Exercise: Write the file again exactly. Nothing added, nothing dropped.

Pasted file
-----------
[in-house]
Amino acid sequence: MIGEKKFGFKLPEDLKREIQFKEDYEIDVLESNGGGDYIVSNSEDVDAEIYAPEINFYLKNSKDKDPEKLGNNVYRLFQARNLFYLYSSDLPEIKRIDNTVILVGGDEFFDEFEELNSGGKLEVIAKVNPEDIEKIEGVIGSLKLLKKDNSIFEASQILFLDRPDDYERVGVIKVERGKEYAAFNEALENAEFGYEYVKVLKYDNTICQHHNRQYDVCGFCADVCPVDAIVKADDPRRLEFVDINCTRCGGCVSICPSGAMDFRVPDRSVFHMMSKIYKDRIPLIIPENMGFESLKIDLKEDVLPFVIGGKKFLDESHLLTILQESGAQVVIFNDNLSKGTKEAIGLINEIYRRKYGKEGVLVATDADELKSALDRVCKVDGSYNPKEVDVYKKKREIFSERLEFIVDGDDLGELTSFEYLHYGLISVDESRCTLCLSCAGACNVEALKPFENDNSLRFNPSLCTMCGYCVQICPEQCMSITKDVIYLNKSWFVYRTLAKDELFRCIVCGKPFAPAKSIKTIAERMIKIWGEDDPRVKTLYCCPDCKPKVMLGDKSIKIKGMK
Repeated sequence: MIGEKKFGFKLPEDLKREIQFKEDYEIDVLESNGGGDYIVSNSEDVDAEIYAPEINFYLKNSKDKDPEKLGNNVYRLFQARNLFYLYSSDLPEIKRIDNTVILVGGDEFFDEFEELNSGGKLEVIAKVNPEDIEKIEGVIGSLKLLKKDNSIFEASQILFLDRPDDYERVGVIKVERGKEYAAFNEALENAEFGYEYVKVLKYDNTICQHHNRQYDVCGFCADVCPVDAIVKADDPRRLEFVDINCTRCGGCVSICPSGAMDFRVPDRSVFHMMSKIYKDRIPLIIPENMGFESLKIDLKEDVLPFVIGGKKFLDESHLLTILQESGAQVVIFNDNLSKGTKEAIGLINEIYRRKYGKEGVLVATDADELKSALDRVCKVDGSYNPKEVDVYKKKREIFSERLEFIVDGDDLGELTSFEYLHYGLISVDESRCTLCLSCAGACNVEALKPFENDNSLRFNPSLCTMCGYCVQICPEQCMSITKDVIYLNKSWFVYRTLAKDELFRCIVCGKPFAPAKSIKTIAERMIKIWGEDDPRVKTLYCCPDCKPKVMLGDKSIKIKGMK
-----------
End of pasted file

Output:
[in-house]
Amino acid sequence: MIGEKKFGFKLPEDLKREIQFKEDYEIDVLESNGGGDYIVSNSEDVDAEIYAPEINFYLKNSKDKDPEKLGNNVYRLFQARNLFYLYSSDLPEIKRIDNTVILVGGDEFFDEFEELNSGGKLEVIAKVNPEDIEKIEGVIGSLKLLKKDNSIFEASQILFLDRPDDYERVGVIKVERGKEYAAFNEALENAEFGYEYVKVLKYDNTICQHHNRQYDVCGFCADVCPVDAIVKADDPRRLEFVDINCTRCGGCVSICPSGAMDFRVPDRSVFHMMSKIYKDRIPLIIPENMGFESLKIDLKEDVLPFVIGGKKFLDESHLLTILQESGAQVVIFNDNLSKGTKEAIGLINEIYRRKYGKEGVLVATDADELKSALDRVCKVDGSYNPKEVDVYKKKREIFSERLEFIVDGDDLGELTSFEYLHYGLISVDESRCTLCLSCAGACNVEALKPFENDNSLRFNPSLCTMCGYCVQICPEQCMSITKDVIYLNKSWFVYRTLAKDELFRCIVCGKPFAPAKSIKTIAERMIKIWGEDDPRVKTLYCCPDCKPKVMLGDKSIKIKGMK
Repeated sequence: MIGEKKFGFKLPEDLKREIQFKEDYEIDVLESNGGGDYIVSNSEDVDAEIYAPEINFYLKNSKDKDPEKLGNNVYRLFQARNLFYLYSSDLPEIKRIDNTVILVGGDEFFDEFEELNSGGKLEVIAKVNPEDIEKIEGVIGSLKLLKKDNSIFEASQILFLDRPDDYERVGVIKVERGKEYAAFNEALENAEFGYEYVKVLKYDNTICQHHNRQYDVCGFCADVCPVDAIVKADDPRRLEFVDINCTRCGGCVSICPSGAMDFRVPDRSVFHMMSKIYKDRIPLIIPENMGFESLKIDLKEDVLPFVIGGKKFLDESHLLTILQESGAQVVIFNDNLSKGTKEAIGLINEIYRRKYGKEGVLVATDADELKSALDRVCKVDGSYNPKEVDVYKKKREIFSERLEFIVDGDDLGELTSFEYLHYGLISVDESRCTLCLSCAGACNVEALKPFENDNSLRFNPSLCTMCGYCVQICPEQCMSITKDVIYLNKSWFVYRTLAKDELFRCIVCGKPFAPAKSIKTIAERMIKIWGEDDPRVKTLYCCPDCKPKVMLGDKSIKIKGMK